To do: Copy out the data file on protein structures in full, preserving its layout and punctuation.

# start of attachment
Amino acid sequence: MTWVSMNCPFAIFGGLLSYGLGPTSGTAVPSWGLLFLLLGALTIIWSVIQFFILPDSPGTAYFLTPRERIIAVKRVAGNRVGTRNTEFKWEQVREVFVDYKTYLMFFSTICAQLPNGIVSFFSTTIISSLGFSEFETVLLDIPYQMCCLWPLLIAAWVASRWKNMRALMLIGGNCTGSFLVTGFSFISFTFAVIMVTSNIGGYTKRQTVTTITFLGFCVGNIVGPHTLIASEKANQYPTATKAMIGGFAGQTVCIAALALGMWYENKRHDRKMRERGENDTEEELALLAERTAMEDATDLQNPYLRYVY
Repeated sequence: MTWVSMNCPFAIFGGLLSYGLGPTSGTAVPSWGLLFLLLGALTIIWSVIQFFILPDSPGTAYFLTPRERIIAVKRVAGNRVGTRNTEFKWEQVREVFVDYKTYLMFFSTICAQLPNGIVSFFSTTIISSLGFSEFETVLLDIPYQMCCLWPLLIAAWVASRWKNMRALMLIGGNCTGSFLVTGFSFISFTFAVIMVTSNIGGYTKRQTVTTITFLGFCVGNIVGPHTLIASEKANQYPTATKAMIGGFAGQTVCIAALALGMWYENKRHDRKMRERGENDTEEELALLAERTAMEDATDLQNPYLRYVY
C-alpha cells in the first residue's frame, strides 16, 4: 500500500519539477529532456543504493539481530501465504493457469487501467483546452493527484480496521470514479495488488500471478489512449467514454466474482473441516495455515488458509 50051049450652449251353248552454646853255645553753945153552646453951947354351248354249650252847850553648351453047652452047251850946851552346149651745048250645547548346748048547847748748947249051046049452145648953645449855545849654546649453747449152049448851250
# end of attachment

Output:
Amino acid sequence: MTWVSMNCPFAIFGGLLSYGLGPTSGTAVPSWGLLFLLLGALTIIWSVIQFFILPDSPGTAYFLTPRERIIAVKRVAGNRVGTRNTEFKWEQVREVFVDYKTYLMFFSTICAQLPNGIVSFFSTTIISSLGFSEFETVLLDIPYQMCCLWPLLIAAWVASRWKNMRALMLIGGNCTGSFLVTGFSFISFTFAVIMVTSNIGGYTKRQTVTTITFLGFCVGNIVGPHTLIASEKANQYPTATKAMIGGFAGQTVCIAALALGMWYENKRHDRKMRERGENDTEEELALLAERTAMEDATDLQNPYLRYVY
Repeated sequence: MTWVSMNCPFAIFGGLLSYGLGPTSGTAVPSWGLLFLLLGALTIIWSVIQFFILPDSPGTAYFLTPRERIIAVKRVAGNRVGTRNTEFKWEQVREVFVDYKTYLMFFSTICAQLPNGIVSFFSTTIISSLGFSEFETVLLDIPYQMCCLWPLLIAAWVASRWKNMRALMLIGGNCTGSFLVTGFSFISFTFAVIMVTSNIGGYTKRQTVTTITFLGFCVGNIVGPHTLIASEKANQYPTATKAMIGGFAGQTVCIAALALGMWYENKRHDRKMRERGENDTEEELALLAERTAMEDATDLQNPYLRYVY
C-alpha cells in the first residue's frame, strides 16, 4: 500500500519539477529532456543504493539481530501465504493457469487501467483546452493527484480496521470514479495488488500471478489512449467514454466474482473441516495455515488458509 50051049450652449251353248552454646853255645553753945153552646453951947354351248354249650252847850553648351453047652452047251850946851552346149651745048250645547548346748048547847748748947249051046049452145648953645449855545849654546649453747449152049448851250